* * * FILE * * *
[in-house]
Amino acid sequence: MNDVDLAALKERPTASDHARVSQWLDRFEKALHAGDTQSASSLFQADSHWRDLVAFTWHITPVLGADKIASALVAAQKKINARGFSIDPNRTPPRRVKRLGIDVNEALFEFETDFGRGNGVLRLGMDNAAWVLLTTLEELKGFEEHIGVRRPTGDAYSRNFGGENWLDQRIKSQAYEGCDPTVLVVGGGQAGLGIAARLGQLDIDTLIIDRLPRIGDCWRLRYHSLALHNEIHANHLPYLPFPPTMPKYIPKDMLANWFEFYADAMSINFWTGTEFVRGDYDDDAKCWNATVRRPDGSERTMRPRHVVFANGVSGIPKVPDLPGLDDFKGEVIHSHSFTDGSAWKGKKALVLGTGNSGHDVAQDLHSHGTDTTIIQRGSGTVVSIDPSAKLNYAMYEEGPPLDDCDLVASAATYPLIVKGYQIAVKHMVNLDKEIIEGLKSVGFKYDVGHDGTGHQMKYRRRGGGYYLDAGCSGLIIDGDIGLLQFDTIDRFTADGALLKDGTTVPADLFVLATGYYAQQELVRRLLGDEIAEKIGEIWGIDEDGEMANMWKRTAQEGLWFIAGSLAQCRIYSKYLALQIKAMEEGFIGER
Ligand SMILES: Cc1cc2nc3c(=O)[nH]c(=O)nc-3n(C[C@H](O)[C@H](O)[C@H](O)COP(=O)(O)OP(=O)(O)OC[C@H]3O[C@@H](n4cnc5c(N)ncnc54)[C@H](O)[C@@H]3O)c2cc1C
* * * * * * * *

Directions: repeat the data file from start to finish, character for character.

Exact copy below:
[in-house]
Amino acid sequence: MNDVDLAALKERPTASDHARVSQWLDRFEKALHAGDTQSASSLFQADSHWRDLVAFTWHITPVLGADKIASALVAAQKKINARGFSIDPNRTPPRRVKRLGIDVNEALFEFETDFGRGNGVLRLGMDNAAWVLLTTLEELKGFEEHIGVRRPTGDAYSRNFGGENWLDQRIKSQAYEGCDPTVLVVGGGQAGLGIAARLGQLDIDTLIIDRLPRIGDCWRLRYHSLALHNEIHANHLPYLPFPPTMPKYIPKDMLANWFEFYADAMSINFWTGTEFVRGDYDDDAKCWNATVRRPDGSERTMRPRHVVFANGVSGIPKVPDLPGLDDFKGEVIHSHSFTDGSAWKGKKALVLGTGNSGHDVAQDLHSHGTDTTIIQRGSGTVVSIDPSAKLNYAMYEEGPPLDDCDLVASAATYPLIVKGYQIAVKHMVNLDKEIIEGLKSVGFKYDVGHDGTGHQMKYRRRGGGYYLDAGCSGLIIDGDIGLLQFDTIDRFTADGALLKDGTTVPADLFVLATGYYAQQELVRRLLGDEIAEKIGEIWGIDEDGEMANMWKRTAQEGLWFIAGSLAQCRIYSKYLALQIKAMEEGFIGER
Ligand SMILES: Cc1cc2nc3c(=O)[nH]c(=O)nc-3n(C[C@H](O)[C@H](O)[C@H](O)COP(=O)(O)OP(=O)(O)OC[C@H]3O[C@@H](n4cnc5c(N)ncnc54)[C@H](O)[C@@H]3O)c2cc1C